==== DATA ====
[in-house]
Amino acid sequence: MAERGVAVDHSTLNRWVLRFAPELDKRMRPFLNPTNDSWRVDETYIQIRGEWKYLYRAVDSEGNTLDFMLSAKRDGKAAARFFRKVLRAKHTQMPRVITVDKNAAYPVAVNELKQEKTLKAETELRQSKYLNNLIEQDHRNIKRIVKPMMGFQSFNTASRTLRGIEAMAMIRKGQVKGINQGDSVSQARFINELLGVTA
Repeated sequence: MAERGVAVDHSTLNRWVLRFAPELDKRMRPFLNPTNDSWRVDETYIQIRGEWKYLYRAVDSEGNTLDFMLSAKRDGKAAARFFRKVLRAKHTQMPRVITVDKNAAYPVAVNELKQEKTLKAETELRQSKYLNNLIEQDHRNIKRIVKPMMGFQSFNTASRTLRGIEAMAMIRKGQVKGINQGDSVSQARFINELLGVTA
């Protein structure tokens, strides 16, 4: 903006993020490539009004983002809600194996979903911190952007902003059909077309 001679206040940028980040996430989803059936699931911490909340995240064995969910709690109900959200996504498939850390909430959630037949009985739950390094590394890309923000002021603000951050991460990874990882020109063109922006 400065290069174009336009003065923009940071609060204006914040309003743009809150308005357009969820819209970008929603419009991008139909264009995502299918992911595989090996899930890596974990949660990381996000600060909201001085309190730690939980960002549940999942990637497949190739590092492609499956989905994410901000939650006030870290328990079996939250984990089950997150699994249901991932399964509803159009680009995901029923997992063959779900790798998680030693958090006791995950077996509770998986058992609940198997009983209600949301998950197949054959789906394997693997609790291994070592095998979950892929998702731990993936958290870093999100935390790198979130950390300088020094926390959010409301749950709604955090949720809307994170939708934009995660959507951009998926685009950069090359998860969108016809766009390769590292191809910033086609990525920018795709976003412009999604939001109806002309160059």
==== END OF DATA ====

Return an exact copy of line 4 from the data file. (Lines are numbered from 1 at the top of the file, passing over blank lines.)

């Protein structure tokens, strides 16, 4: 903006993020490539009004983002809600194996979903911190952007902003059909077309 001679206040940028980040996430989803059936699931911490909340995240064995969910709690109900959200996504498939850390909430959630037949009985739950390094590394890309923000002021603000951050991460990874990882020109063109922006 400065290069174009336009003065923009940071609060204006914040309003743009809150308005357009969820819209970008929603419009991008139909264009995502299918992911595989090996899930890596974990949660990381996000600060909201001085309190730690939980960002549940999942990637497949190739590092492609499956989905994410901000939650006030870290328990079996939250984990089950997150699994249901991932399964509803159009680009995901029923997992063959779900790798998680030693958090006791995950077996509770998986058992609940198997009983209600949301998950197949054959789906394997693997609790291994070592095998979950892929998702731990993936958290870093999100935390790198979130950390300088020094926390959010409301749950709604955090949720809307994170939708934009995660959507951009998926685009950069090359998860969108016809766009390769590292191809910033086609990525920018795709976003412009999604939001109806002309160059």